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    NSMethodSignature * sig = [[source class] instanceMethodSignatureForSelector:@selector(mySelector:)];
    NSInvocation * invocation = [NSInvocation invocationWithMethodSignature:sig];

    [invocation setTarget:myTarget];
    [invocation setSelector:@selector(mySelector:)];

    MySubClassOfNSInvocationOperation * command = [[[MySubClassOfNSInvocationOperation alloc] initWithInvocation:invocation] autorelease];

    //setArgument retains command
    [invocation setArgument:&command atIndex:2];

    //addOperation retains command until the selector is finished executing
    [operationQueue addOperation:command];

    //Do stuff

I don't know exactly what is happening, but NSInvocation & MySubClassOfNSInvocationOperation are leaking

When I remove the line:

[invocation setArgument:&command atIndex:2];

It doesn't leak, so some kind of problem with passing command as an argument.

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3 Answers 3

up vote 2 down vote accepted

You probably have a reference counted loop... a situation where command retains invocation and invocation retains command and neither wants to release until their own dealloc method -- leading to a situation where they never get freed.

You need to decide which of the two is hierarchically senior to the other and make sure that the junior object does not retain the senior. Incidentally -- NSInvocation won't retain arguments unless you call retainArguments. Alternately, you can implement a close method, manually telling one to release the other, breaking the cycle.

I wrote the post "Rules to avoid retain cycles" after uncovering this exact issue with NSInvocation in one of my own projects.

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Perfect. Thanks –  Ben Reeves Oct 26 '09 at 14:44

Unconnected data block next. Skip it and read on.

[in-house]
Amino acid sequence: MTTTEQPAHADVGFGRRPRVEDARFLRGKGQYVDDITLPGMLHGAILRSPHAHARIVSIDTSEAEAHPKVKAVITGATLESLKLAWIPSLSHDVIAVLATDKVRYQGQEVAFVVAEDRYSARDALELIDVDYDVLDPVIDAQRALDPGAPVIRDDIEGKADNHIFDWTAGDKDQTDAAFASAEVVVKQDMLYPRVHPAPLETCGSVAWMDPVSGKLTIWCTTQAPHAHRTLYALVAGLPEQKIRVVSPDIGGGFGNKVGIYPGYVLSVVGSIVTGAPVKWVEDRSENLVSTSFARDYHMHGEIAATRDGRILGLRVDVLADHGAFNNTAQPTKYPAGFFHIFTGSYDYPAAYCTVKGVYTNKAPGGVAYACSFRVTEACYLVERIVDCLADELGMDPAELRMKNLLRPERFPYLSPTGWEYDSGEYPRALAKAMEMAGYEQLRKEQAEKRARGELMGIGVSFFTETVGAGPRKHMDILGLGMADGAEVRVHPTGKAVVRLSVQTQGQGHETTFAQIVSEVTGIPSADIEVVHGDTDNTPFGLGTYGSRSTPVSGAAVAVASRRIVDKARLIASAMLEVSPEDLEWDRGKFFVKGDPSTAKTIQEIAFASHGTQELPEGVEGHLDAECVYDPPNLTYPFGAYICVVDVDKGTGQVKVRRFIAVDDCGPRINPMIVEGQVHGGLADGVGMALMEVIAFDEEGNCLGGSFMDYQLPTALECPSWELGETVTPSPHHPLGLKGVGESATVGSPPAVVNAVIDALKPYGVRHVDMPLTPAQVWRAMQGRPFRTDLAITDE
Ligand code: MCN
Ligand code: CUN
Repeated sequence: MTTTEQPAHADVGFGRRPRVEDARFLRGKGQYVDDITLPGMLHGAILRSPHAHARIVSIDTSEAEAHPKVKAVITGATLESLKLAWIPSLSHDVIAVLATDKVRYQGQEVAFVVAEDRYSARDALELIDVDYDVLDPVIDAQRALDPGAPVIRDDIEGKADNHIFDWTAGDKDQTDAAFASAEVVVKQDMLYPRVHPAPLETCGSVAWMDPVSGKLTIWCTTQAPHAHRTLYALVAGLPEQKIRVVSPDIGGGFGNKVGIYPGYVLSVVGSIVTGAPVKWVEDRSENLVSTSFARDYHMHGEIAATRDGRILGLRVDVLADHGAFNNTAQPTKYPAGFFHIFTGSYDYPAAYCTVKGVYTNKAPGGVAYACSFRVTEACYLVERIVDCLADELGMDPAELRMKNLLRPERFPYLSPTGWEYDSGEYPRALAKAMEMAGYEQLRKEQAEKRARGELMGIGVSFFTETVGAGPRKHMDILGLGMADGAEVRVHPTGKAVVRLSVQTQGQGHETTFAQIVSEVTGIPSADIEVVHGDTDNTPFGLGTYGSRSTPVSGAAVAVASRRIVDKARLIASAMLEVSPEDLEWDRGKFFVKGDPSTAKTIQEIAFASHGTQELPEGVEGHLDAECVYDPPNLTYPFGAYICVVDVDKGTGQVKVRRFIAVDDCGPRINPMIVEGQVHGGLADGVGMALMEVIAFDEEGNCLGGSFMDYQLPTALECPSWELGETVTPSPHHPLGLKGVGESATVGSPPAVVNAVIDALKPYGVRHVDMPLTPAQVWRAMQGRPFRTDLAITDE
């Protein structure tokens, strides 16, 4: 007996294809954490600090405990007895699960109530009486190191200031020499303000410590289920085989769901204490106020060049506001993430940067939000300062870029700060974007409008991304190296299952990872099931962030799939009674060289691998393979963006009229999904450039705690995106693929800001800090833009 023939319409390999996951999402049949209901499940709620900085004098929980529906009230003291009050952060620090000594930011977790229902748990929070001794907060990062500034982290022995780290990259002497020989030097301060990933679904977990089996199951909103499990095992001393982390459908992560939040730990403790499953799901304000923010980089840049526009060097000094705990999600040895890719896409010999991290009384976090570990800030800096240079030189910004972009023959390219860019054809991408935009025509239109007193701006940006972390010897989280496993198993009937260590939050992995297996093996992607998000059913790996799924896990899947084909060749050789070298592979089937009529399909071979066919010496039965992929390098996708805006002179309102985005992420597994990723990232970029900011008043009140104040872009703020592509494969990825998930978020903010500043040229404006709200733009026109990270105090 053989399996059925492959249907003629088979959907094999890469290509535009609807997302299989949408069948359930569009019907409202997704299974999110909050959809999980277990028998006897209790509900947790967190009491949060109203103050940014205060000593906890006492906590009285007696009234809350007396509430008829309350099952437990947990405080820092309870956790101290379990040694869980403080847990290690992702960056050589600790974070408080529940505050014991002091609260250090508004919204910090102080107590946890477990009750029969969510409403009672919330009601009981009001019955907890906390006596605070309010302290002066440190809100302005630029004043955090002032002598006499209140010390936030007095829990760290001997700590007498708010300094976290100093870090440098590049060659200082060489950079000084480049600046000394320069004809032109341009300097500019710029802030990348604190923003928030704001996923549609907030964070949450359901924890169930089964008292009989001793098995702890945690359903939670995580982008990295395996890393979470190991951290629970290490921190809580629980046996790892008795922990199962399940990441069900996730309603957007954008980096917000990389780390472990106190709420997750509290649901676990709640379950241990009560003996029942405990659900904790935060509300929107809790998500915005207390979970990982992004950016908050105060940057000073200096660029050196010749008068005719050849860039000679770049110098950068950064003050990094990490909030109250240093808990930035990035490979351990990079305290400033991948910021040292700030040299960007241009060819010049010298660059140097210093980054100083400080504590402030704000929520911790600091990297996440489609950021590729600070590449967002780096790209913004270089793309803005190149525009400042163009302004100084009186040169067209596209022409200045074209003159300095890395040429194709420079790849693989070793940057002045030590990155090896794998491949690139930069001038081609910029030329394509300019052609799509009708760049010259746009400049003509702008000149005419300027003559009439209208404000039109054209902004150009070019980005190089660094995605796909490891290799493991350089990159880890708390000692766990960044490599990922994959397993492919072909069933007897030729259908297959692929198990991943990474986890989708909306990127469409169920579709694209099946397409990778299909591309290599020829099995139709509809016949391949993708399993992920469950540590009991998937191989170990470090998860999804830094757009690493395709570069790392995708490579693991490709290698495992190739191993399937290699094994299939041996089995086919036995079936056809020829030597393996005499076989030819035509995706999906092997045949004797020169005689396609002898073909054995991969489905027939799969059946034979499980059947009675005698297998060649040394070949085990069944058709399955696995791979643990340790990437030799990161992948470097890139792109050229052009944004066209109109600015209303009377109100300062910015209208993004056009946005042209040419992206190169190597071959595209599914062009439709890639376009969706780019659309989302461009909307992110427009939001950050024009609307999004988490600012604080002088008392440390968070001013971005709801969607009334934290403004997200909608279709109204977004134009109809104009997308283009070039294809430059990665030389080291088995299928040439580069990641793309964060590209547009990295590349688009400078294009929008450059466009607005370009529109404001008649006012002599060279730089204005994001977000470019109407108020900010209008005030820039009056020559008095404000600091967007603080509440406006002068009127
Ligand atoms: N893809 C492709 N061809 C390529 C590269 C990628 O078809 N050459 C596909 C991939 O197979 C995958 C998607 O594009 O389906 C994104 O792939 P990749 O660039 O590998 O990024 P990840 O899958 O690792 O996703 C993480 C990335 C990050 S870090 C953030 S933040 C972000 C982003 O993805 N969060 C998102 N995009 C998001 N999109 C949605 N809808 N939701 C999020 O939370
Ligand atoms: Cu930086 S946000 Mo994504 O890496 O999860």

It seems that setArgument method retains buffer (in this case - your command object). You can try to release command after setting. But you should be care). My friend was confused when his app wasn't run on new iPhone OS, because he corrected Apple's leak by adding one line with additional release message. And when apple made correction in new OS, this line was the reason of crashing the app)

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Thanks for the response, but tried that, it ends up being dealloc'd twice and crashes. –  Ben Reeves Oct 26 '09 at 11:13

What's with the extra ampersand on this line:

[invocation setArgument:&command atIndex:2];

You're passing a pointer-to-a-pointer of your command. That seems wrong to me.

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Nope – that's right developer.apple.com/mac/library/documentation/Cocoa/Reference/…: –  Alex Rozanski Oct 26 '09 at 11:42
Specifically "When the argument value is an object, pass a pointer to the variable (or memory) from which the object should be copied:" –  Alex Rozanski Oct 26 '09 at 11:42
My bad - I stand corrected. –  JBRWilkinson Nov 4 '09 at 13:52

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